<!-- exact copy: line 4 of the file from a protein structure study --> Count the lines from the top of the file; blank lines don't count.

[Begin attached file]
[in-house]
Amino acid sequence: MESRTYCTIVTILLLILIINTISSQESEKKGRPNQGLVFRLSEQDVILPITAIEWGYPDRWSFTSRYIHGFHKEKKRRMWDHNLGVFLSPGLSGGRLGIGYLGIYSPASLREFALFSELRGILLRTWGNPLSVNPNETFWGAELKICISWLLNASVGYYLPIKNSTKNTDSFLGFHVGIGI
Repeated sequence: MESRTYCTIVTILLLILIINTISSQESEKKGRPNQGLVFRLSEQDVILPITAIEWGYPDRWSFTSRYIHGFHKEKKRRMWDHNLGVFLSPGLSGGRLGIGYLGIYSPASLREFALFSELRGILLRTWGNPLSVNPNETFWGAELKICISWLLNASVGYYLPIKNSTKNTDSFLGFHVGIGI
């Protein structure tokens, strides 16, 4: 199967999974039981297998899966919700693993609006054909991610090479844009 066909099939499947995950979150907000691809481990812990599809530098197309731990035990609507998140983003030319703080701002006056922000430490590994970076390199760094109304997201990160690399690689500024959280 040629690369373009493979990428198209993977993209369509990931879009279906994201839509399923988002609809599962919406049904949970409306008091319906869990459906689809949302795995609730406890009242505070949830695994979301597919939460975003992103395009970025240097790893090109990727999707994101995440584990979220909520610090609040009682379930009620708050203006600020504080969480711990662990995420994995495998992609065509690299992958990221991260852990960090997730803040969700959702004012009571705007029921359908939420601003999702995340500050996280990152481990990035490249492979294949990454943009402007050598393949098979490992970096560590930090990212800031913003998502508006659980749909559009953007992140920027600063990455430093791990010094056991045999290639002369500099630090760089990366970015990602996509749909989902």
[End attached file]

């Protein structure tokens, strides 16, 4: 199967999974039981297998899966919700693993609006054909991610090479844009 066909099939499947995950979150907000691809481990812990599809530098197309731990035990609507998140983003030319703080701002006056922000430490590994970076390199760094109304997201990160690399690689500024959280 040629690369373009493979990428198209993977993209369509990931879009279906994201839509399923988002609809599962919406049904949970409306008091319906869990459906689809949302795995609730406890009242505070949830695994979301597919939460975003992103395009970025240097790893090109990727999707994101995440584990979220909520610090609040009682379930009620708050203006600020504080969480711990662990995420994995495998992609065509690299992958990221991260852990960090997730803040969700959702004012009571705007029921359908939420601003999702995340500050996280990152481990990035490249492979294949990454943009402007050598393949098979490992970096560590930090990212800031913003998502508006659980749909559009953007992140920027600063990455430093791990010094056991045999290639002369500099630090760089990366970015990602996509749909989902």